This session has started off extremely busy as the senate is already considering and tackling major issues, including a statewide water management plan, gun rights and the budget.
More victims of immigration control
This week, the Georgia General Assembly was in official recess, but House and Senate Appropriations Committee members heard from state department heads on their budget requests for the remainder of the current fiscal year as well as fiscal year 2009, which begins July 1.
The election cycle of 2008 has been characterized by longshot candidates and miraculous comebacks.
First, it was the all-out rush to enact legislation to stop gay marriages. But gay marriages were already illegal.
On the first day of the 2008 session of the Georgia General Assembly, the House of Representatives made history by voting overwhelmingly to override Gov. Sonny Perdue's vetoes of 12 bills adopted during the 2007 session.
Continuing to advance his vision for a growing, safer, healthier, and more educated Georgia, Gov. Sonny Perdue unveiled his budget agenda during his State of the State address to the joint session of the General Assembly. Some of the priorities the governor's agenda focused on were water, trauma, transportation, public safety and marketing Georgia to the rest of the world to keep our state on the cutting edge of the global economy.
The roll call of U.S. allies in the Middle East and its neighborhood has always read like a target list: Maliki, Karzai, Sistani, Musharraf. One bullet or one suicide blast could wipe out all our work and rip apart a strategically important country.
Word out of Atlanta that State House members voted to override a dozen vetoes in about two hours Monday, the first day of the 2008 General Assembly, and then that the Senate sent the overrides into committee for study does not bode well for Georgians who had hoped the current session would be productive.
Conventional wisdom holds that the polls were all wrong about Barack Obama having a whopping lead over Hillary Clinton going into New Hampshire.
Every politician is either a person of the times, or a person that makes the times. More than not, most politicians fall in the former category.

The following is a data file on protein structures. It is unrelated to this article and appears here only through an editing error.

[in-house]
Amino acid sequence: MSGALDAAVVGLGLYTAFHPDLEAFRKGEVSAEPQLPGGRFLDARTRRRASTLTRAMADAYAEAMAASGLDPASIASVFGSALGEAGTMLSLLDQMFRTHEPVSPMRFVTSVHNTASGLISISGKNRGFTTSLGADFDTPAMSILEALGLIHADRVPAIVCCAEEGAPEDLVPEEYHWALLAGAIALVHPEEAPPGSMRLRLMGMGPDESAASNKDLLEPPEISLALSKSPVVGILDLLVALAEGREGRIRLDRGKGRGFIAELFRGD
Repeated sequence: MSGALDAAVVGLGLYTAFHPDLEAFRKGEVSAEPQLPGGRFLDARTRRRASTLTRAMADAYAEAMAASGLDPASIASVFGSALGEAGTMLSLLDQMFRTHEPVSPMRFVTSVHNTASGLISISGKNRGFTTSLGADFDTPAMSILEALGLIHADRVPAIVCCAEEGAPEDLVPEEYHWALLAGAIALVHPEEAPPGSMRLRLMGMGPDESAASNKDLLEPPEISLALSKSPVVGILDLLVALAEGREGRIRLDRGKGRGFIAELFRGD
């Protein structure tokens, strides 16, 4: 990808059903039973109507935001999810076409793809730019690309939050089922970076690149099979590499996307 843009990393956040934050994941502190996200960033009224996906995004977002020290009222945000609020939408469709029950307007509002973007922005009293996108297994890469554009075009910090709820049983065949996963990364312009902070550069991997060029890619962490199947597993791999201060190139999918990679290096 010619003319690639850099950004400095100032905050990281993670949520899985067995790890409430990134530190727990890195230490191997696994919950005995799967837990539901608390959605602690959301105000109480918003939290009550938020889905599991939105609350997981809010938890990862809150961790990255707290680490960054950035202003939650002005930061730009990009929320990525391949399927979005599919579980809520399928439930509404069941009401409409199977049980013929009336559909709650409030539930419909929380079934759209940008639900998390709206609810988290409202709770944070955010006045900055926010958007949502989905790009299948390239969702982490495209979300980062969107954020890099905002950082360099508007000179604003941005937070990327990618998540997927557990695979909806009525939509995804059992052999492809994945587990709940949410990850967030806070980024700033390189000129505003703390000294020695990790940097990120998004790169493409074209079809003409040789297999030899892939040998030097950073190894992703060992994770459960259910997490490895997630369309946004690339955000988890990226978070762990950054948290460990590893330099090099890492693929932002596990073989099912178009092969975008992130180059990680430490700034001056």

It's time for my twice-yearly Reader Mail column. So I reach into the mailbag (nah, I just click the folder), and I come up with ...
Political reporters love a horse race. Bruising campaigns - with their polls, promises and pandering - offer endless excitement for scribes. By contrast, day-to-day governing - with its conversations, cooperation and compromises - seems boring.
It is the curse of Clintonism that it is associated with the Clintons.
We've said this before, but it bears repeating: Small businesses have said consistently for 20 years that access to affordable health care is their biggest concern and the problem is even greater today.
By now, everyone has read about or watched news segments regarding recent comments made by "Duck Dynasty" patriarch Phil Robertson.
Editor, It's the holiday season once again, also known as a prime time for break-ins and home invasions. Every year, just after Christmas and New Year's Day, there is a rash of thefts of this nature.
Congress is winding down its historically unproductive session with a small flurry of activity. It's a welcome change, but so long overdue that it can't possibly make up for what should have been accomplished on Capitol Hill this year.
At the annual Defense Policy Forum on Nov. 12, one of the major topics was Base Realignment and Closure and alternatives to BRAC.
On Sept. 25, more than 200 concerned citizens pack the Tybee Island City Hall in a standing-room-only meeting moderated by Mayor Jason Buelterman.
Good grief. I just took a peek at next week's calendar. It says 2014.
Editor, When you're looking from the inside out, it's amazing to witness the amount of time and effort that go into planning public events that attract thousands of spectators. This year, the Liberty County Chamber of Commerce and Convention and Visitors Bureau hosted the 17th annual Illuminated Christmas Parade and seventh annual Christmas in the Park.
Editor, I have always planned on returning to my hometown of Hinesville after graduating from college. However, what is happening to our nation and, in particular, our military has caused me to reconsider the future viability and growth of the Hinesville area and, more importantly, the future of our nation.
My house just became a much more positive place. My husband and I usually do watch what we say when my daughter is around, but now I have iron-clad proof that she is always listening, watching and, more importantly, mimicking. Now that we know this, exclaiming, "Oh, fiddlesticks!" is about the only thing that is still permissible in our family.
Military life is surrounded by the grey clouds of deployment, the sunny days of returns and little is mentioned of the rest.
There are so many wonderful experiences at Christmas, but the accumulation of trash and waste is not one of them.
It was during mid-flight, perhaps somewhere over Virginia, that a thought hit me and I suddenly turned in excitement toward my husband, Tink.
Dear Santa, I know some people may think I'm crazy for writing this letter, but I believe God will find a way for Santa to hear my wish.
I believe in Christmas.
People usually are nicer and friendlier during the holidays. It is a wonderful time of the year! The downside, though, is that it also is one of the trashiest times of the year.